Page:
Photo detail

Camera Maker Canon Camera Model Canon EOS-1D X
Aperture f/8 Exposure Value 0 EV
Exposure Program Manual Exposure Time 1/500 sec
Flash No Flash Focal Length 52 mm
ISO 100 Metering Mode Pattern
Date/Time 2013:01:02 13:18:18 Copyright © 2013 Jason O. Watson. All rights reserved.
Resolution Unit Inch X Resolution 240 dots per ResolutionUnit
Y Resolution 240 dots per ResolutionUnit Compression Jpeg Compression
Exposure Mode 1 Subject Distance 1.54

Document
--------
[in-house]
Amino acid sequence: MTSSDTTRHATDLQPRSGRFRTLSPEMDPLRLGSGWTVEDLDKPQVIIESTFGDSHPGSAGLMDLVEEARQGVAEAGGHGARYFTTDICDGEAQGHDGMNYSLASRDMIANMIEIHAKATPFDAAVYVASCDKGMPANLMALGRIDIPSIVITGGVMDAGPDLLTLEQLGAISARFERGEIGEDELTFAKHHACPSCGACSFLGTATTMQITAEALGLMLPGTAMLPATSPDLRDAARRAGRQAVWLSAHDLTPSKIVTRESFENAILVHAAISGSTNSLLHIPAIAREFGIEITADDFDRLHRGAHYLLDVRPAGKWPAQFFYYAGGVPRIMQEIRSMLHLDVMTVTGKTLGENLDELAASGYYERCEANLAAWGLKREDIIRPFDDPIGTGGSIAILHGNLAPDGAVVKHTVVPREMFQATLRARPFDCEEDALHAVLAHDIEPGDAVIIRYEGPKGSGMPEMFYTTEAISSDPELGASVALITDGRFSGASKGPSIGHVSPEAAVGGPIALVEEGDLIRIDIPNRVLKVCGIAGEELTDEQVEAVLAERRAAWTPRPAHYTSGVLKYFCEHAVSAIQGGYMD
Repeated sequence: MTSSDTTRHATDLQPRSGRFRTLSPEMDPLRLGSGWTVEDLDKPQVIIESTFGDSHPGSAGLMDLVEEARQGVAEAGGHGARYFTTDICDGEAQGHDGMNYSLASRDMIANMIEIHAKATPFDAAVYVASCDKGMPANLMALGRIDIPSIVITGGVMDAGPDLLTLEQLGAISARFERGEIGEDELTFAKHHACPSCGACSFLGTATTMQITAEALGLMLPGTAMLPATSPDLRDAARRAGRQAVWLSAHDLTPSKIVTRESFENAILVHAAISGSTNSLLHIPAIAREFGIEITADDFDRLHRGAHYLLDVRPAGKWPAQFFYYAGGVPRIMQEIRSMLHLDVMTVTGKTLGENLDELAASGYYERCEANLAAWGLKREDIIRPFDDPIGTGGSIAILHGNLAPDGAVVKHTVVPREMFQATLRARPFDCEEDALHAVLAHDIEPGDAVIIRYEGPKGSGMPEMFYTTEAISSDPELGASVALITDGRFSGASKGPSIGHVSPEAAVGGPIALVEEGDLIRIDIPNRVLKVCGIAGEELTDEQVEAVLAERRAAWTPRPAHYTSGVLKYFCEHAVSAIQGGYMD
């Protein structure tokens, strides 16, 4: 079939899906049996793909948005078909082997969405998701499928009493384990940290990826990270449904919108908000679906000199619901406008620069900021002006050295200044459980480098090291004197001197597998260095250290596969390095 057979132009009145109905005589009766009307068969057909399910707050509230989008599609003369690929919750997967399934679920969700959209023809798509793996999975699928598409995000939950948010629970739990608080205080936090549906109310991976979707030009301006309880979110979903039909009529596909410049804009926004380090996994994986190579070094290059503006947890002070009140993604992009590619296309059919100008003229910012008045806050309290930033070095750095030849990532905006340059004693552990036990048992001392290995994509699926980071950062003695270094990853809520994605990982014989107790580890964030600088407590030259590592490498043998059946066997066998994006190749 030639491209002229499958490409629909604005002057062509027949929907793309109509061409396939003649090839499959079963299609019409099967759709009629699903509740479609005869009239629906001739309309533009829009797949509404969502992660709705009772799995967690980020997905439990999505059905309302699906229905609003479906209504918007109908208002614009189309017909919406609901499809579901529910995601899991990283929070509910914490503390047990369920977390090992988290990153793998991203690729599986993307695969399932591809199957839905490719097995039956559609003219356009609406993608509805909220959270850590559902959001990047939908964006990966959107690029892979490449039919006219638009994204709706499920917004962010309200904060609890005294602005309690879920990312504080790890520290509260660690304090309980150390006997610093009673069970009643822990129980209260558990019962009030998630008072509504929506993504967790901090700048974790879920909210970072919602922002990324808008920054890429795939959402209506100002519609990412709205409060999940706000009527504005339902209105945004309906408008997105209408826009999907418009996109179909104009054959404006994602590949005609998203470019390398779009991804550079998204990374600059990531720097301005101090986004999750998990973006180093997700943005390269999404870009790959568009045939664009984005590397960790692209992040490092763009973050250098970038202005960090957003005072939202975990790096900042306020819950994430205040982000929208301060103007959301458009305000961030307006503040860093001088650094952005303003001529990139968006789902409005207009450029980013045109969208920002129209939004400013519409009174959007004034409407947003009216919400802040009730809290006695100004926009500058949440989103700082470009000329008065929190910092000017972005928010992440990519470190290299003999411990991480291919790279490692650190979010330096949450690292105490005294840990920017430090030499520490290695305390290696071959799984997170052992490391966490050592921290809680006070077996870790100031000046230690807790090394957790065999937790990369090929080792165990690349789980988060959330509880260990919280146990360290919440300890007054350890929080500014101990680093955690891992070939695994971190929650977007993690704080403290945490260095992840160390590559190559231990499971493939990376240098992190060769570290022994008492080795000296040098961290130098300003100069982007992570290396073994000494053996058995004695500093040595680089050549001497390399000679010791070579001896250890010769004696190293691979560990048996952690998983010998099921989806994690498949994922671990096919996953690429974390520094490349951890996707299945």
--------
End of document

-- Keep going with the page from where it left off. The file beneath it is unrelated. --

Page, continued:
Keywords Long Valley Mt. Carmel historic marker Utah attraction destination display education highway information landmark marker tourist attractive Bishop John R. Smith Dr. Priddy Meeks educating Francis T. Whitney historical marker Historical Site Historical Sites info James Lewis John D. Lee John Dart John Steel Kane County Place of Interest Places of Interest popular road road side Roadside Roadsign settlement Sevier River Sevier Valley sign Solomon Chamberlain tour tourism tourist attraction Tourist Destination Tourist Destinations travel Travel Destination Travel Destinations Virgin River Zion Canyon West appealing motorway no people sightseeing Jason O. Watson / signage United States of America attract history nobody sightsee daytime destinations displays historic markers landmarks markers tourists United States appeal color image educate historic outdoor vertical day historical markers road sides settlements signs tourist attractions tours colour image historical outside day time motorways UT day-time US color images daylight outdoors USA verticals colour images natural light outsides U.S. U.S.A. historic site sign with text Caption SETTLEMENT OF LONG VALLEY AND MT. CARMEL The first written account of the exploration of Long Valley was given by John D. Lee in 1852. Coming from Parowan, the explorers were under the direction of Bishop John R. Smith. James Lewis kept the records. The others were John D. Lee, John Steel, John Dart, Solomon Chamberlain, Francis T. Whitney and Dr. Priddy Meeks. The party entered the Sevier Valley, followed the Sevier River south, over the divide and down the east fork of the Virgin River through Long Valley. Stopped from going further by Zion Canyon on the west they retraced their tracks returning to Parowan. In the summer of 1862, a group guided by Dr. Priddy Meeks, John and William Berry came to Long Valley looking for grazing and farm land. In the spring of 1864, this group with others again returned to the valley. Priddy Meeks became the first white settler in the Lower Long Valley when he and his family built a dugout in the hill behind this marker. The town was first called Windsor then changed to Mt. Carmel by Joseph W. Young because the cedar covered hills resembled the country of Mt. Carmel in Palestine. Sarah Deseret, daughter of Dr. Meeks and Mary Jane, was born in 1864 in Berryville. She was the first child born in Long Valley and present day Kane County. The settlers had to leave Long Valley during Indian difficulties, but returned to stay in March of 1871. 1995 No. 485 Orderville Camp